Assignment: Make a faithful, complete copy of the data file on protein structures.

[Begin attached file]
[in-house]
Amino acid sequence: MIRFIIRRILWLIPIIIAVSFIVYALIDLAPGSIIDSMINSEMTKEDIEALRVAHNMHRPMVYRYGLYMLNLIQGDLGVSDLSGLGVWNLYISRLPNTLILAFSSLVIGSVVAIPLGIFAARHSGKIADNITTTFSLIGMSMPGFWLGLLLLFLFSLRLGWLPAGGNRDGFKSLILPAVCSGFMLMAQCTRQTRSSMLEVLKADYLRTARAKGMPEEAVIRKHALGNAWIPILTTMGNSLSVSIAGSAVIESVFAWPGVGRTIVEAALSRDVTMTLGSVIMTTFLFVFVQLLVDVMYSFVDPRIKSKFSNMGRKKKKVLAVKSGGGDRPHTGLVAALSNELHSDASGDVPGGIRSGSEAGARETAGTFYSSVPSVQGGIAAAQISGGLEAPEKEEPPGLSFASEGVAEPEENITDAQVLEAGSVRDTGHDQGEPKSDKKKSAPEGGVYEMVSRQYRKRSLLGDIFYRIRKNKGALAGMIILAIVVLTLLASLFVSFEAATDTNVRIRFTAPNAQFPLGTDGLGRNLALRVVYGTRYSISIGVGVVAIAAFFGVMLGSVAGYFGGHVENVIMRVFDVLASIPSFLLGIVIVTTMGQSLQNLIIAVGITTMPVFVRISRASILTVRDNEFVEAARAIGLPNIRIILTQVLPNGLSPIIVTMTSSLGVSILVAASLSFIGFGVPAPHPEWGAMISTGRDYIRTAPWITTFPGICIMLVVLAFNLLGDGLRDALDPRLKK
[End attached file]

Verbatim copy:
[in-house]
Amino acid sequence: MIRFIIRRILWLIPIIIAVSFIVYALIDLAPGSIIDSMINSEMTKEDIEALRVAHNMHRPMVYRYGLYMLNLIQGDLGVSDLSGLGVWNLYISRLPNTLILAFSSLVIGSVVAIPLGIFAARHSGKIADNITTTFSLIGMSMPGFWLGLLLLFLFSLRLGWLPAGGNRDGFKSLILPAVCSGFMLMAQCTRQTRSSMLEVLKADYLRTARAKGMPEEAVIRKHALGNAWIPILTTMGNSLSVSIAGSAVIESVFAWPGVGRTIVEAALSRDVTMTLGSVIMTTFLFVFVQLLVDVMYSFVDPRIKSKFSNMGRKKKKVLAVKSGGGDRPHTGLVAALSNELHSDASGDVPGGIRSGSEAGARETAGTFYSSVPSVQGGIAAAQISGGLEAPEKEEPPGLSFASEGVAEPEENITDAQVLEAGSVRDTGHDQGEPKSDKKKSAPEGGVYEMVSRQYRKRSLLGDIFYRIRKNKGALAGMIILAIVVLTLLASLFVSFEAATDTNVRIRFTAPNAQFPLGTDGLGRNLALRVVYGTRYSISIGVGVVAIAAFFGVMLGSVAGYFGGHVENVIMRVFDVLASIPSFLLGIVIVTTMGQSLQNLIIAVGITTMPVFVRISRASILTVRDNEFVEAARAIGLPNIRIILTQVLPNGLSPIIVTMTSSLGVSILVAASLSFIGFGVPAPHPEWGAMISTGRDYIRTAPWITTFPGICIMLVVLAFNLLGDGLRDALDPRLKK